This week, we've dusted off a little gem from our archives. Gris spoke to the writer Sally Rooney in 2018, just before her bestselling novel Normal People was published in the UK. It went on to win tremendous acclaim, prizes and the hearts of many readers. Fast-forward eighteen months, and Rooney's tale of passionate young love has been turned into a gripping 12-part TV series on the BBC and Hulu. It's all we can talk about: Marianne, Connell — and Connell's neck chain. But what were the origins of the novel? And what does it have to say about sex, class and power?

We love hearing from you. Have you watched Normal People? How do you think it compares to the book? Email us at or tweet us at @FTCultureCall. Also, we're still collecting your cultural recommendations: what are you watching, reading and doing at home? Fill out our short form at, or record a short voice note on your phone and email it to us. You can also find us on Instagram at @griseldamurraybrown and @lilahrap.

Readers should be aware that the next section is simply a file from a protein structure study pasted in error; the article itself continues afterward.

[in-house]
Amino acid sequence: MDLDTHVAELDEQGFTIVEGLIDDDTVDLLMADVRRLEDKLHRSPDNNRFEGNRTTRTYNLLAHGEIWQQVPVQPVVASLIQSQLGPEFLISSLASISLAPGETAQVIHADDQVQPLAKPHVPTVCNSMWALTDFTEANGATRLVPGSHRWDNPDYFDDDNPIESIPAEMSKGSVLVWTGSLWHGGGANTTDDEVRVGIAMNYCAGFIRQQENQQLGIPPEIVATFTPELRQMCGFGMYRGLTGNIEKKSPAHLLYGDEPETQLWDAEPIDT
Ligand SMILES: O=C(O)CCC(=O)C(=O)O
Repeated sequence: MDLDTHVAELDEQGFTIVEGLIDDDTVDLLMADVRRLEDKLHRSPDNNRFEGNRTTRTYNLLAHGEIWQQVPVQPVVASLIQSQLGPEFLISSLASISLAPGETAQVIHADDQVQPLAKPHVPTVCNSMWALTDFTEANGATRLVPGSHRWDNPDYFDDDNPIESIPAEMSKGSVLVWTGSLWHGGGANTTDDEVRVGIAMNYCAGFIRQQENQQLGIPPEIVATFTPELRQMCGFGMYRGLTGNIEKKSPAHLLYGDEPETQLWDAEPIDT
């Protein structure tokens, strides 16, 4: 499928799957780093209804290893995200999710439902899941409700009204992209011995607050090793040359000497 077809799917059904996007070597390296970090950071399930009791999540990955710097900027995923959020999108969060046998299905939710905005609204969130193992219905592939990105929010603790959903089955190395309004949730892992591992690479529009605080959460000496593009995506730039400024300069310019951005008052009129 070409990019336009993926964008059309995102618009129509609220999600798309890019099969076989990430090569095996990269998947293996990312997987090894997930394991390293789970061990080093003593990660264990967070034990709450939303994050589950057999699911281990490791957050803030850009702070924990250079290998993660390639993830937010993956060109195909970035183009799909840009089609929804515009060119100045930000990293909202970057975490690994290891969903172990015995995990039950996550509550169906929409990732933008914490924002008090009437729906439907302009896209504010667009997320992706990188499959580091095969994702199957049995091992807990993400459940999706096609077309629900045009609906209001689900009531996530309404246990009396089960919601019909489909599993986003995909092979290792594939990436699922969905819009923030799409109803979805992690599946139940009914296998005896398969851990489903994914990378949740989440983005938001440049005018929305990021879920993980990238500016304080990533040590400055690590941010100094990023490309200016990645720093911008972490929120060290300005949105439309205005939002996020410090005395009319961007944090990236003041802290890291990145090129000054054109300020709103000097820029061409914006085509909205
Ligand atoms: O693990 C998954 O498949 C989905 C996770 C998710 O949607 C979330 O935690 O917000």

Recommended links: 

–Sign up for the FT's Coronavirus Business Update newsletter and get free access to our journalism for 30 days: 

–Our colleague Horatia Harrod interviews film-maker Lenny Abrahamson about adapting Normal People (paywall):

–You know it's a phenomenon when a BuzzFeed writer digs deep into Spotify to unearth Sally Rooney's playlists for Connell and Marianne:

–The FT's book review of Normal People (2018): 

–Neck chain hottake 1: 'Why Are Those Little Neck Chains So Sexy?':

–Neck chain hottake 2: 'Is This the Sexiest Thing About Normal People?':

–'Normal people takes sex seriously':


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